written as the sum of a square and five
times a square,) Such considerations
may have prompted the rigor that char
acterizes Euler's earlier proof. He had
evidently forgotten them when he re
turned to the subject many years later.
Euler's lapse in rigor is closely related
to his great strengths. namely his ex
traordinary imagination and inventive
ness, His ability to see new connections
and formulate problems in original and
perceptive ways made his work a great
source of inspiration for generations of
mathematicians. His factoring of the
numbers a + b YJ into primes by
analogy to the factorization of the inte
gers certainly showed great ingenuity. In
fact. although his application of the idea
in his proof of the case n equals 3 of
Fermat's last theorem was premature.
later events would prove the idea to be
an inspired one. Indeed. the flaw in Eu
ler's argumentthe fact that a property
derived from the unique factorization of
the integers does not necessarily hold
for number systems resembling the inte
gers in other wayswould turn out to be
a central issue in more sophisticated in
vestigations of the theorem.
Two More Cases
Euler's proof needed some patching.
but it essentially established Fermat's
last theorem for the case where n equals
the first odd prime 3. In the 1820's Gus
tav Lejeune Dirichlet and AdrienMarie
Legendre proved the theorem for the
case where n equals the next prime 5.
Their method of proof was basically an
extension of the one Euler had used in
the proof of the case n equals 3. and
the analogue of the crucial equation
p + qv=3 = (a + bv=3)3 was the
equation p + q V5 = (a + b VS)5. (As
n increases, the equations encountered
in this type of proof become much more
complex and the method fails to work.)
For the case n equals 5 in order to prove
that p + q V5 is a fifth power it must be
assumed not only that p2  5q2 is a fifth
power and p and q are relatively prime.
as in the case n equals 3. but also that
they have opposite parity (that one is
odd and the other is even ) and that q is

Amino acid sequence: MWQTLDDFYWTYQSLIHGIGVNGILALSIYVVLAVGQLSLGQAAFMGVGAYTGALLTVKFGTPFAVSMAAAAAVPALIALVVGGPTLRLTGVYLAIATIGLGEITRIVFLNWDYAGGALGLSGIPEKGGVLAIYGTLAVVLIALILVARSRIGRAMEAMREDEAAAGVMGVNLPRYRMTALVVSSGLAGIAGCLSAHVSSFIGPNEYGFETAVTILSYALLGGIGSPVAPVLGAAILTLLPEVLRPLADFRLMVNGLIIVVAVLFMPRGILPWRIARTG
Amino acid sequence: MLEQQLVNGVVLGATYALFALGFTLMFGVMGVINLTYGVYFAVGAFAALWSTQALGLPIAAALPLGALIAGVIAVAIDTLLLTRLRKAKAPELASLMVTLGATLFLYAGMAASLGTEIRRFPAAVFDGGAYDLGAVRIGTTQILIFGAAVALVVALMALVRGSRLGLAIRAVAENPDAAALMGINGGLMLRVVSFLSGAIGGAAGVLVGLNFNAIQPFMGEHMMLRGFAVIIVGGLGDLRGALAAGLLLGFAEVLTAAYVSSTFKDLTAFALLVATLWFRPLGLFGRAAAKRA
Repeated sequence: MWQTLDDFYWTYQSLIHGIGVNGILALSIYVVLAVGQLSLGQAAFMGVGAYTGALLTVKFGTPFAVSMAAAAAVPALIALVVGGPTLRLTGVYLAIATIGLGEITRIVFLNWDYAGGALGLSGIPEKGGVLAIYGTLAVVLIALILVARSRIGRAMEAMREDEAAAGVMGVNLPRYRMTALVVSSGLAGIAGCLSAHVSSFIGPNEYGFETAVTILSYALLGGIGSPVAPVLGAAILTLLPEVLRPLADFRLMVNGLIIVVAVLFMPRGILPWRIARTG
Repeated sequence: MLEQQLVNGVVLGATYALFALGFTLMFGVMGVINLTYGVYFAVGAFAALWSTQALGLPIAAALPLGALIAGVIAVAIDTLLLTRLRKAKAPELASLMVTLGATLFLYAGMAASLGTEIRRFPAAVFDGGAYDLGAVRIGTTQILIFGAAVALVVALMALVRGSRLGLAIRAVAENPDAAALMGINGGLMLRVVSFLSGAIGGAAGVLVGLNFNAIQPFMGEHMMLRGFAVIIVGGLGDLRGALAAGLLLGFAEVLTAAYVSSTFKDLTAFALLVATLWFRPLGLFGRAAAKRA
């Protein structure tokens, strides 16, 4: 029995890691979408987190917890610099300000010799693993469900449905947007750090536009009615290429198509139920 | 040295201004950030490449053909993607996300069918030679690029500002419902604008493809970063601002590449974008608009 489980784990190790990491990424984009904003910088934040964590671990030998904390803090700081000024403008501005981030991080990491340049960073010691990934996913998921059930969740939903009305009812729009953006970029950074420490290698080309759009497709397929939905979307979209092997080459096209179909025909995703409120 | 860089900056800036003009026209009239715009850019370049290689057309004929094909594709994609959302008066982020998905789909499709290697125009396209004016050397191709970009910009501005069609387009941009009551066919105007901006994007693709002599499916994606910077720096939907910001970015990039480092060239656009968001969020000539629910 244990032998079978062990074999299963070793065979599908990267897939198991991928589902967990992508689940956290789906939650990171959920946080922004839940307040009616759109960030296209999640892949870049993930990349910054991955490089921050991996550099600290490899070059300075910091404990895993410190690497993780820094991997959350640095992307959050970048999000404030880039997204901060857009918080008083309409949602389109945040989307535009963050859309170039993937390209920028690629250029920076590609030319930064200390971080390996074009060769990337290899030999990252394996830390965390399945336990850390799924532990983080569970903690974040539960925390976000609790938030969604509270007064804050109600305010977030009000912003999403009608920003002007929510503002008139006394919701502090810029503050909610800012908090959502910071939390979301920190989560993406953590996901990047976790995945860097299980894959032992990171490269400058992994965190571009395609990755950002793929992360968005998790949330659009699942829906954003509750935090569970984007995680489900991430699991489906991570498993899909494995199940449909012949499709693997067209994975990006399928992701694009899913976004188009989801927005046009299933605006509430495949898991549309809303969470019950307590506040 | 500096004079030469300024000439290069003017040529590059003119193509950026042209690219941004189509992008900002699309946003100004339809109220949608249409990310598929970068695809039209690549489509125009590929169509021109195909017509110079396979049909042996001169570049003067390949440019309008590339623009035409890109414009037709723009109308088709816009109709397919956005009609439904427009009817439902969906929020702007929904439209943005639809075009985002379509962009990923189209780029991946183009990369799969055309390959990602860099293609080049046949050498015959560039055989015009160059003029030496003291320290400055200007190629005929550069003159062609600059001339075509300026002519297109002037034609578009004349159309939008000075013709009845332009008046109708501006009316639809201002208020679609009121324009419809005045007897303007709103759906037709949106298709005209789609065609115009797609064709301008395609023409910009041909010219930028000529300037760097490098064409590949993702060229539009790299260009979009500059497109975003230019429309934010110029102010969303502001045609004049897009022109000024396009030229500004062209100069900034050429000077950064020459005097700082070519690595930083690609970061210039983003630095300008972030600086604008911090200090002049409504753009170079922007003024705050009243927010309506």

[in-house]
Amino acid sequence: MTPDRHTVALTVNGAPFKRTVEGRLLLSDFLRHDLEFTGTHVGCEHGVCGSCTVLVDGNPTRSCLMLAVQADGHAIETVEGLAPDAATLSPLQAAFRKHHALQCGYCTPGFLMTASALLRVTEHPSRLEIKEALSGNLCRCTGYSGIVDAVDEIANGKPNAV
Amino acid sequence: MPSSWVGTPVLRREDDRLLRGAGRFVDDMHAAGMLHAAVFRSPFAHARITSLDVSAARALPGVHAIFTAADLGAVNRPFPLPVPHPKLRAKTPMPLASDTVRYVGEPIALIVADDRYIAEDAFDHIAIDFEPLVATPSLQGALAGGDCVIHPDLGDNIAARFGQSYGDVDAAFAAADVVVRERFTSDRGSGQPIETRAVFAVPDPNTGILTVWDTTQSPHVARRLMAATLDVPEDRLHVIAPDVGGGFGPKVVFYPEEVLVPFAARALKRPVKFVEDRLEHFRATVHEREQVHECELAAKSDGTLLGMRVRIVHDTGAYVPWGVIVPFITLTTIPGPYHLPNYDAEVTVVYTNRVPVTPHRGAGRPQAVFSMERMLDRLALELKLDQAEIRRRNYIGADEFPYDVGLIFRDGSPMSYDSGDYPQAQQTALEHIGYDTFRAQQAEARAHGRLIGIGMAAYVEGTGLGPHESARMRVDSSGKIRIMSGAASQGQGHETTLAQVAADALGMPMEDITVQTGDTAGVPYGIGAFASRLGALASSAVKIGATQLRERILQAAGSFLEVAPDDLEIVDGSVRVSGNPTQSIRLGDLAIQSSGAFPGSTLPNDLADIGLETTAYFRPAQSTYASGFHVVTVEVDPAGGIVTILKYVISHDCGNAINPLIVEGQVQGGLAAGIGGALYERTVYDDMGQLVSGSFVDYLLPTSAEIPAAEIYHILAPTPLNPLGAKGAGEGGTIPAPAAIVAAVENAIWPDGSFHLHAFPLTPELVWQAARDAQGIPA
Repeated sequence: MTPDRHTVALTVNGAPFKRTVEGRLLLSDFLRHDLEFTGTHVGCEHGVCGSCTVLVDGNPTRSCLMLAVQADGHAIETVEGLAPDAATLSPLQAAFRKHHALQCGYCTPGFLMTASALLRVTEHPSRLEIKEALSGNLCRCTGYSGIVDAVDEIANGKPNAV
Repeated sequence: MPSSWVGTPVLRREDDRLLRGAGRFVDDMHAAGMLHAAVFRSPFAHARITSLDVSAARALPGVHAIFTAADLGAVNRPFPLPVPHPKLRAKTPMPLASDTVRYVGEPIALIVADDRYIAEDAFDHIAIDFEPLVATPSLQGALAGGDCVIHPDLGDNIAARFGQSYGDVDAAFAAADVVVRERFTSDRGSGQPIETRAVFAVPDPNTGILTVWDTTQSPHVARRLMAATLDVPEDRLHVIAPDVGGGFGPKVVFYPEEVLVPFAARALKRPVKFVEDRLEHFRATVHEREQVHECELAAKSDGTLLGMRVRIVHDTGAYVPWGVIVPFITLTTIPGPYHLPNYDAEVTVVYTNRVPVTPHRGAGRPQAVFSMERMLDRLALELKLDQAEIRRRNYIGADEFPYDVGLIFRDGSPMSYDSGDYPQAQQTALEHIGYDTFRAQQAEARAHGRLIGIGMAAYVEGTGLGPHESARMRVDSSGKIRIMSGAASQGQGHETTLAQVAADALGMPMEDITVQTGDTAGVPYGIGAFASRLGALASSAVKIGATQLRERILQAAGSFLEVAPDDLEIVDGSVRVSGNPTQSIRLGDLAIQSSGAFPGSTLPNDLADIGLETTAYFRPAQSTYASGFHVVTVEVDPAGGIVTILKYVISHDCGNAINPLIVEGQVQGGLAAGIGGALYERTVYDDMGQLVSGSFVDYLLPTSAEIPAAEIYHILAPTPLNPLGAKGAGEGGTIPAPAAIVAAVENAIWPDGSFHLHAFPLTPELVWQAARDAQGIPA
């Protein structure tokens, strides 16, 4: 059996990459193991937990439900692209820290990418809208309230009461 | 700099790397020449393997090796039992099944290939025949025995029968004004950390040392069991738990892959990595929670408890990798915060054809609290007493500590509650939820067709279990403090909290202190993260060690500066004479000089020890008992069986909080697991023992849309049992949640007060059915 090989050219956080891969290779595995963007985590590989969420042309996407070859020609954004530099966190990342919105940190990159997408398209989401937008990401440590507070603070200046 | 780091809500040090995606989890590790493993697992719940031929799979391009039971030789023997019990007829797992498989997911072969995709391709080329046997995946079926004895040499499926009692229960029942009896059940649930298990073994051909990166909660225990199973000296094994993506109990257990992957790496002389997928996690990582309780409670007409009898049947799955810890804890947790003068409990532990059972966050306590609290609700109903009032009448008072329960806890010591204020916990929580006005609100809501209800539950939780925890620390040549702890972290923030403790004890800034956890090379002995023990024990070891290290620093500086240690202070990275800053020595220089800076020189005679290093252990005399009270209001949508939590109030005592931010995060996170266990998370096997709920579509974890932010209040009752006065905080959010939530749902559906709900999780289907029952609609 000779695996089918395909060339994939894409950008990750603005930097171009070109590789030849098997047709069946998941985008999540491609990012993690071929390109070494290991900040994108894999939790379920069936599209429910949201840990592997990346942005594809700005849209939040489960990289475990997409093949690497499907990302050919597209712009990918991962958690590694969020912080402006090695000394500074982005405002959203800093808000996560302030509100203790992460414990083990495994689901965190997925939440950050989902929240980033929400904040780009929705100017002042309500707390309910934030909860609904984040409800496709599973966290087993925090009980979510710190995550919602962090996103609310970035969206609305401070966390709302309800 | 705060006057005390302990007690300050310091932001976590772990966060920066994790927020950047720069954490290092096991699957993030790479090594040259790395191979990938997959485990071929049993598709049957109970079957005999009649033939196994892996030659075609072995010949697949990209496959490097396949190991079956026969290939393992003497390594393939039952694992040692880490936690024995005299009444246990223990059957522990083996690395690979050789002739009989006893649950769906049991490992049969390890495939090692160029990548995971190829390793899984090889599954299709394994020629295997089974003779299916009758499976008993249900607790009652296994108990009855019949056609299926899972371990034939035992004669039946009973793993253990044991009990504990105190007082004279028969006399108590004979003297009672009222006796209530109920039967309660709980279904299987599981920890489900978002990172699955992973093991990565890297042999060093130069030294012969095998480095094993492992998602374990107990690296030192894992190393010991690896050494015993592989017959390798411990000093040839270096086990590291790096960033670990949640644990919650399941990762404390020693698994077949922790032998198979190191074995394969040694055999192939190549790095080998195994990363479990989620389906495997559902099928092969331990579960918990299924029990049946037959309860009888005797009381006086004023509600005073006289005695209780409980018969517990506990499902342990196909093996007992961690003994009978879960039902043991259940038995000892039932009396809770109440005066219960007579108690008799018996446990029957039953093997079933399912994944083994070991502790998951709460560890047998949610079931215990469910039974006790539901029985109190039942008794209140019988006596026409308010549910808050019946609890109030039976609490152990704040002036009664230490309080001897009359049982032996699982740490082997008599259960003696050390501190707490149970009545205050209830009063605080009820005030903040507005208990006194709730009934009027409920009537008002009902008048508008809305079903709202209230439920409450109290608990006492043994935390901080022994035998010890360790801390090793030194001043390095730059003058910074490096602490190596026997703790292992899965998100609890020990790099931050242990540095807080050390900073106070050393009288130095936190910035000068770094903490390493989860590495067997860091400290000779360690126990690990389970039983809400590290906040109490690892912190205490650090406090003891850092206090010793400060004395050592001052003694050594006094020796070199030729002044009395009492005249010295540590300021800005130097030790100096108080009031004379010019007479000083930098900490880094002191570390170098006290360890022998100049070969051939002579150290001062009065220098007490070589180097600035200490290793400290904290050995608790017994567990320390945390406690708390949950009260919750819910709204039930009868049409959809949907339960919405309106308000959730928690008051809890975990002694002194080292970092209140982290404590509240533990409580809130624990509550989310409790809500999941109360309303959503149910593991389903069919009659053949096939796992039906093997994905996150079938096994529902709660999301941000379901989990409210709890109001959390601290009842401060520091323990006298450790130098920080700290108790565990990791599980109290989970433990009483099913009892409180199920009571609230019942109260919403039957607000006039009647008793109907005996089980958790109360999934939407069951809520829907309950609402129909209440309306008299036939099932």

divisible by 5. Dirichlet's proof of this
fact was based on a completely rigor
ous study of the numbers of the form
x2  5y2. The proof, modeled on other
works of Eulers. including his rigorous
study of numbers of the form x2 + 3 y2 .
and on works by JosephLouis Lagrange
and Carl Friedrich Gauss, did not rely in
any way on analogy to the factorization
of the integers.
114
1978 SCIENTIFIC AMERICAN, INC
Some 15 years passed before G;;tbriel
Lame proved Fermat's last theorem for
the case of the next prime: 7. The proof
was a great accomplishment. but it did
not bode well for future proofs because
it was long. difficult and closely bound
to the number 7. There was little hope
that the proof could be applied to the
next case. n equals 11. or to any other
cases of the theorem. It seemed. then.
that substantial progress would not be
made in the study of Fermat's last theo
rem until a new approach to the prob
lem was discovered.
Lame himself proposed such an ap
proach in 1847. He tried to prove the
general theorem. introducing a complex
nth root of unity: a complex number a
for which an equals 1. but ak does not
equal 1 for any positive integer k less
than n. The idea was not new. In the
preceding century Lagrange had point
ed out that introducing a into the study
of Fermat's last theorem makes it possi
ble to split xn + yn = zn into n factors.
each one containing x and y to the first
power. (It is usually easier to deal with'
lower powers of variables.)
To obtain the factorization note that
l.a,a2, ....an1 are the roots. or solu
tions. of the equation Xn  1. and so
by the fundamental theorem of alge
bra Xn  1 = (X  1 )(X a)(X  a2) . . .
(XanI). Now set X equal to  xly
and multiply both sides of the equation
by yn. Since only the cases where n is
odd are under consideration. the result
ingequation is xn + yn = (x + y)(x + ay)
(x + a2y) . . . (x + a nIy).
The Cyclotomic Integers
Each of the factors of xn + yn is a
number of the form ao + ala + a2a2 +
... + an_IanI,
where
ao, .... anI
are integers. Today the numbers of this
typethe numbers in the system made
up of the integers and powers of a
are called the cyclotomic integers. be
cause the nth root of unity a is close
ly related to the problem of dividing
a circle into n equal parts. (The com
plex number a can be interpreted as a
point on a circle of unit radius whose
center is at the origin of the complex
plane; the arc of the circle that lies be
tween 1 and a is lInth of the entire
circle.) Like the numbers a + b v=3 .
the cyclotomic integers form a num
ber system resembling the integers in
that adding. subtracting or multiplying
two cyclotomic integers results in a cy
clotomic integer but dividing usually
does not.
Lame's treatment of the arithmetic
of the cyclotomic integers resembles